“Companies large and small are now considering relocating manufacturing operations to the U.S. from overseas to reach customers faster, reduce risks in the supply chain and improve quality control. The pharmaceutical industry has been one of the hardest hit supply chains thus far in the coronavirus scare – an impact that is still projected to worsen,” Comerford said.
If pharmaceutical companies want to onshore America’s drug production there’s at least one obvious port of call: Puerto Rico has emerged as an alternative to Asia for drug-makers in the wake of COVID-19, according to Rod Miller, CEO, Invest Puerto Rico, a nonprofit that aims to attract new business and capital investment to the territory. Tax incentives that allowed for a life sciences industry to form in the territory during the 1970s – but which were phased out in the 1990s – are being discussed again on Capitol Hill. With the right mix of political and financial backing, the island could ramp up quickly, Miller said.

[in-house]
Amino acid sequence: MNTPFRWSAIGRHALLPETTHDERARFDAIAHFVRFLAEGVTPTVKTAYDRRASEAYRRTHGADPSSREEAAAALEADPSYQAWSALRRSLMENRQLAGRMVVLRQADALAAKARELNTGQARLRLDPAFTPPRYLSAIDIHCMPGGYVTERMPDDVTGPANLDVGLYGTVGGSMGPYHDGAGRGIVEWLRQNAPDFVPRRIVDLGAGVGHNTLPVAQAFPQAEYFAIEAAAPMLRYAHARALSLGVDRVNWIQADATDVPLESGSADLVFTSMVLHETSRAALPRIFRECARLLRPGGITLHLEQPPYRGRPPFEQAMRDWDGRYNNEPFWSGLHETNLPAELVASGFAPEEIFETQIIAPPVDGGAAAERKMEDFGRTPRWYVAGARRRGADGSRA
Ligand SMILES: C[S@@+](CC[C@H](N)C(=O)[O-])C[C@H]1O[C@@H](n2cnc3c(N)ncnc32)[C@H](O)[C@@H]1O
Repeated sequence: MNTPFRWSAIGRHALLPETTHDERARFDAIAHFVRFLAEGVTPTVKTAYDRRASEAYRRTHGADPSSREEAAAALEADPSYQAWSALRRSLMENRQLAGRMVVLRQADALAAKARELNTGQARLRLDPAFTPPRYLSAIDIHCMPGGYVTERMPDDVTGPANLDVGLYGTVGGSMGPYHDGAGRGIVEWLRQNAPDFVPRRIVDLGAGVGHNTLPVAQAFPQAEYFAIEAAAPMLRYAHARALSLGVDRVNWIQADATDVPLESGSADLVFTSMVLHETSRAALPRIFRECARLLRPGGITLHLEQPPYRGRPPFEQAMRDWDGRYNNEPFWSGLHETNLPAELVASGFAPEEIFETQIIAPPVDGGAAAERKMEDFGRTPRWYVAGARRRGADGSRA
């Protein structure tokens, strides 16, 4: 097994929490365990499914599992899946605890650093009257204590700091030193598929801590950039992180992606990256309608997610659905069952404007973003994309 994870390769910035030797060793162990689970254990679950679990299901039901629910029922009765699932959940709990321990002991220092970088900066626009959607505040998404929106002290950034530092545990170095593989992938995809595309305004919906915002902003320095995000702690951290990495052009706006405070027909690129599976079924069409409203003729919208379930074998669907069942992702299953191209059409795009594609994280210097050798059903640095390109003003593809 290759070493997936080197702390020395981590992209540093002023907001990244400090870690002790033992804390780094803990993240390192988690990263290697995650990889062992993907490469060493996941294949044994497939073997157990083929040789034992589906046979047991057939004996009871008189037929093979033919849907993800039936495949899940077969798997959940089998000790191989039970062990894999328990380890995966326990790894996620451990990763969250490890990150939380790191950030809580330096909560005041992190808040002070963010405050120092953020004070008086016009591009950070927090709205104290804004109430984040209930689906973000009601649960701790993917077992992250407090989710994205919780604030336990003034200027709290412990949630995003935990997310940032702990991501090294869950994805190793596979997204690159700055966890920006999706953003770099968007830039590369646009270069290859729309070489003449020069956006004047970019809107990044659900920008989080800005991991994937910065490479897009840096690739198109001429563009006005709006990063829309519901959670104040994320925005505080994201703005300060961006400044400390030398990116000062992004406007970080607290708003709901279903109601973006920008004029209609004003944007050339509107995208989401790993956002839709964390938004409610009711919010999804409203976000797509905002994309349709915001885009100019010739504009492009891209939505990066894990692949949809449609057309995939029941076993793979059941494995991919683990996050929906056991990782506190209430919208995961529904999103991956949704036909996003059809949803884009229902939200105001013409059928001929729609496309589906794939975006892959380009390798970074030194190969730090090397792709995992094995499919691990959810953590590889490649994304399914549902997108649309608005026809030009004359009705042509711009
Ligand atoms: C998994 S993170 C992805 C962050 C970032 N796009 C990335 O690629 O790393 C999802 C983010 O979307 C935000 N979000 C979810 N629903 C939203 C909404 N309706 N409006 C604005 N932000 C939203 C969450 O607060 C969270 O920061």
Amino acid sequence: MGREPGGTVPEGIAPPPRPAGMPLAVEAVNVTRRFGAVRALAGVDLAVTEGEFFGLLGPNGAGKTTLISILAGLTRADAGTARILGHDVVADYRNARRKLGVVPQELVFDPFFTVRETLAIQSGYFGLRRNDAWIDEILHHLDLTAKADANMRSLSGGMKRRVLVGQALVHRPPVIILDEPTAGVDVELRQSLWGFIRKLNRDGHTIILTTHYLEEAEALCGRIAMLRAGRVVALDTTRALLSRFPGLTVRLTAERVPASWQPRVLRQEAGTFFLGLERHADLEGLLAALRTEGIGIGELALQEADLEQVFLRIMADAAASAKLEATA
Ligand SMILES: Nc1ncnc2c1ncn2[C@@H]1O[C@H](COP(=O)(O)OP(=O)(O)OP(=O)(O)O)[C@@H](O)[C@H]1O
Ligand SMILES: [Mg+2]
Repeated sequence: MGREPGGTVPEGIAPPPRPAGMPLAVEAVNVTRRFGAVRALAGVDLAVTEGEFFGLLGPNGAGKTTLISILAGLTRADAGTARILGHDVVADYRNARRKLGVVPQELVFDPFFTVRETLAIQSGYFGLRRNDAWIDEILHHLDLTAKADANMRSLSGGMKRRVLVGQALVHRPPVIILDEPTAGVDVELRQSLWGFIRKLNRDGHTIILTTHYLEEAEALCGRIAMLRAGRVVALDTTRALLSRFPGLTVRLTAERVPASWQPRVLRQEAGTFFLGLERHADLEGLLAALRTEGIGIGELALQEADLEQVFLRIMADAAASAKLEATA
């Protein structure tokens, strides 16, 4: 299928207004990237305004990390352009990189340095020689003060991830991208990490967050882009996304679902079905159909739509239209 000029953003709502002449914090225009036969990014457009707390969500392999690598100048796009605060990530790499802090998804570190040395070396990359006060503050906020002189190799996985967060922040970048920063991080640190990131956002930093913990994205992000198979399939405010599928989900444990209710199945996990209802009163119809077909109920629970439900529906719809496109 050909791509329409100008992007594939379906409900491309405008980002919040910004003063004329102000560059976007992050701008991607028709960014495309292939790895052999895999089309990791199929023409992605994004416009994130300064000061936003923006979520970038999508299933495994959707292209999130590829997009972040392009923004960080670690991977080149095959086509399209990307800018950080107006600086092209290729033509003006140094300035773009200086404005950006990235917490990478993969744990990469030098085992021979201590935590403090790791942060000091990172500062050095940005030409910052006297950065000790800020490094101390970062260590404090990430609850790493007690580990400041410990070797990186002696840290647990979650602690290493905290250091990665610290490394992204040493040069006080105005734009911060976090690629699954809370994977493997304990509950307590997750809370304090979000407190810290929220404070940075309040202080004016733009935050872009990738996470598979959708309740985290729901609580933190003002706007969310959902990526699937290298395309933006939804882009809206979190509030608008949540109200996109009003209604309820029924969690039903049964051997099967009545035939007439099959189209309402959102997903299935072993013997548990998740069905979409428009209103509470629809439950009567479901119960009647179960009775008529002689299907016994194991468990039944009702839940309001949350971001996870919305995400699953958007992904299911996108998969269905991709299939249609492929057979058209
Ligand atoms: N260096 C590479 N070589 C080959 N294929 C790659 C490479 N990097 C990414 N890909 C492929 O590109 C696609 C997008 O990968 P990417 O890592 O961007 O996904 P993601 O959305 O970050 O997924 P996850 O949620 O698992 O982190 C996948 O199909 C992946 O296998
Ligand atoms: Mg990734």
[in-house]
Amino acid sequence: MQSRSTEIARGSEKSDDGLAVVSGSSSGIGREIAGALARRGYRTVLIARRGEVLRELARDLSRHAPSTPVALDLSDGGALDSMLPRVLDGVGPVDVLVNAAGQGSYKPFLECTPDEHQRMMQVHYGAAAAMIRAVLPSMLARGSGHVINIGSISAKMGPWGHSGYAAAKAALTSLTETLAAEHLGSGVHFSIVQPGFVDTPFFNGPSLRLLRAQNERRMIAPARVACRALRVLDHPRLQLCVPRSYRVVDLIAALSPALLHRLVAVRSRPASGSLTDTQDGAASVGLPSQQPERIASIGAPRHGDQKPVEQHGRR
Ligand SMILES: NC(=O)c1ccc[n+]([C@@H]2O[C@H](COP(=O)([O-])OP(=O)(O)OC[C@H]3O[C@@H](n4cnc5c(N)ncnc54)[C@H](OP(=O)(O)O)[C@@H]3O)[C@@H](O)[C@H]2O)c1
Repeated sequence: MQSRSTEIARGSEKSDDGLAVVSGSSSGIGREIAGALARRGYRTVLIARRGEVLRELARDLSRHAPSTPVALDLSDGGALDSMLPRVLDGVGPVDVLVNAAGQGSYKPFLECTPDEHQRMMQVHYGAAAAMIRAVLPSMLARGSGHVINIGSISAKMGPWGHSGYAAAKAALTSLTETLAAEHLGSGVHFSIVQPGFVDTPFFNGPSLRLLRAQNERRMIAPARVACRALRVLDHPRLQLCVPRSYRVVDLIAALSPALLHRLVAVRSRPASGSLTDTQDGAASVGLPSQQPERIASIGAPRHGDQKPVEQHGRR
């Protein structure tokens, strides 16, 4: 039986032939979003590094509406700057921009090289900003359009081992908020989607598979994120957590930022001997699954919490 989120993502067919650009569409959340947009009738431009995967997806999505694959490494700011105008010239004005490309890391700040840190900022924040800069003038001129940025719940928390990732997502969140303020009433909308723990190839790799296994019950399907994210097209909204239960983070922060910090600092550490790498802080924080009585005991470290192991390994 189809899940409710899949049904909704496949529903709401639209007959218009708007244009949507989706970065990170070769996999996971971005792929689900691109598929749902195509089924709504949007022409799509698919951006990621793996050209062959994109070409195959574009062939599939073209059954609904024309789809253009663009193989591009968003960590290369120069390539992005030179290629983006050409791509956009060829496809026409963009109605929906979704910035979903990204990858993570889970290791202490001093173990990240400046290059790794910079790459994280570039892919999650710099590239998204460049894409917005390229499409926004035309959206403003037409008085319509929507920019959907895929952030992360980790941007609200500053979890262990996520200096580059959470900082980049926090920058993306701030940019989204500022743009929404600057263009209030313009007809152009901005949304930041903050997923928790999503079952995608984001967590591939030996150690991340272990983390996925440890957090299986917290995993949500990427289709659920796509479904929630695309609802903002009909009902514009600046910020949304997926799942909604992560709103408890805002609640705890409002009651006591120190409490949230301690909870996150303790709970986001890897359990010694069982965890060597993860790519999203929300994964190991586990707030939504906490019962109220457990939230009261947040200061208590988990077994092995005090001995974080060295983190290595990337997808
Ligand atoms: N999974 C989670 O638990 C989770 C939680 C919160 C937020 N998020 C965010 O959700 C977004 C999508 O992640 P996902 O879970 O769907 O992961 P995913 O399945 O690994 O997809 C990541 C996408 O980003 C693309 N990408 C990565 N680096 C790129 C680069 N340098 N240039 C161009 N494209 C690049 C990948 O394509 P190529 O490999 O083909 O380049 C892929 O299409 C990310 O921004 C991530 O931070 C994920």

“Puerto Rico’s base case as a pharma hub is strong,” he said. “The life sciences already make up 50% of Puerto Rico’s total manufacturing.”
(For more on the Puerto Rico pharmaceutical push, here is a related Forbes.com article).
“Made in America” isn’t just a feel-good slogan, not in such a desperate time.
As the Department of Defense Manufacturing Innovation Institute for additive manufacturing, America Makes is a linchpin, connecting the U.S. government and its manufacturing base. Its centralized platform connecting approved 3D designs with additive manufacturers has started to garner traffic, according to Andrew Resnick, Director of Communications, America Makes.
The NIH 3D Print Exchange is the end result of the designs that come through the repository website. To date, the site has drawn interest from 49 manufacturers, 15 health care providers and 49 designers, he said. Of those 49 designs, 36 are either going through or have gone through the review process; two face mask designs have been reviewed for clinical use and 28 ventilator part designs are in the process of being reviewed.
Regarding even more specifics, the FDA published a Q&A on 3D printing medical devices, parts and accessories during the COVID-19 pandemic.